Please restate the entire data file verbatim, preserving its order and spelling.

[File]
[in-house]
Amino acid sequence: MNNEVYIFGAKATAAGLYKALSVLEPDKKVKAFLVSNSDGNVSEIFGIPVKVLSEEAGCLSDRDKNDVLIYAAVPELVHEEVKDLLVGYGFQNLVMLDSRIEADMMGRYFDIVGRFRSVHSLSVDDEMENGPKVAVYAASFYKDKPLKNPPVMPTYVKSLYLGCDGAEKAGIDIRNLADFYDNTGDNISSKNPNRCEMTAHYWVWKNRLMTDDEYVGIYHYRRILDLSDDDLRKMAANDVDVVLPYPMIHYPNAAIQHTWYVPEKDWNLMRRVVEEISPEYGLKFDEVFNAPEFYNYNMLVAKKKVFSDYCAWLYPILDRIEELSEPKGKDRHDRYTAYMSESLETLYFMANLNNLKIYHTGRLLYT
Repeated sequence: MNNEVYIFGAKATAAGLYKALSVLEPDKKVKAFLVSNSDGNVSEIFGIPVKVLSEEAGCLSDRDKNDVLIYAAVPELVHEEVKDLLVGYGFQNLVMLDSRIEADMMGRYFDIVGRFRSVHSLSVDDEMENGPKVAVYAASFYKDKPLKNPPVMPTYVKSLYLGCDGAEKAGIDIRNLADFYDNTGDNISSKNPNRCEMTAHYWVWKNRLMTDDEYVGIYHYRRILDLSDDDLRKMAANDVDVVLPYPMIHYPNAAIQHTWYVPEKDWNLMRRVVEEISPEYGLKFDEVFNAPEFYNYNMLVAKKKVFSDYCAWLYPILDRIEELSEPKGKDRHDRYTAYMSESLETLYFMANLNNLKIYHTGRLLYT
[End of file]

[in-house]
Amino acid sequence: MNNEVYIFGAKATAAGLYKALSVLEPDKKVKAFLVSNSDGNVSEIFGIPVKVLSEEAGCLSDRDKNDVLIYAAVPELVHEEVKDLLVGYGFQNLVMLDSRIEADMMGRYFDIVGRFRSVHSLSVDDEMENGPKVAVYAASFYKDKPLKNPPVMPTYVKSLYLGCDGAEKAGIDIRNLADFYDNTGDNISSKNPNRCEMTAHYWVWKNRLMTDDEYVGIYHYRRILDLSDDDLRKMAANDVDVVLPYPMIHYPNAAIQHTWYVPEKDWNLMRRVVEEISPEYGLKFDEVFNAPEFYNYNMLVAKKKVFSDYCAWLYPILDRIEELSEPKGKDRHDRYTAYMSESLETLYFMANLNNLKIYHTGRLLYT
Repeated sequence: MNNEVYIFGAKATAAGLYKALSVLEPDKKVKAFLVSNSDGNVSEIFGIPVKVLSEEAGCLSDRDKNDVLIYAAVPELVHEEVKDLLVGYGFQNLVMLDSRIEADMMGRYFDIVGRFRSVHSLSVDDEMENGPKVAVYAASFYKDKPLKNPPVMPTYVKSLYLGCDGAEKAGIDIRNLADFYDNTGDNISSKNPNRCEMTAHYWVWKNRLMTDDEYVGIYHYRRILDLSDDDLRKMAANDVDVVLPYPMIHYPNAAIQHTWYVPEKDWNLMRRVVEEISPEYGLKFDEVFNAPEFYNYNMLVAKKKVFSDYCAWLYPILDRIEELSEPKGKDRHDRYTAYMSESLETLYFMANLNNLKIYHTGRLLYT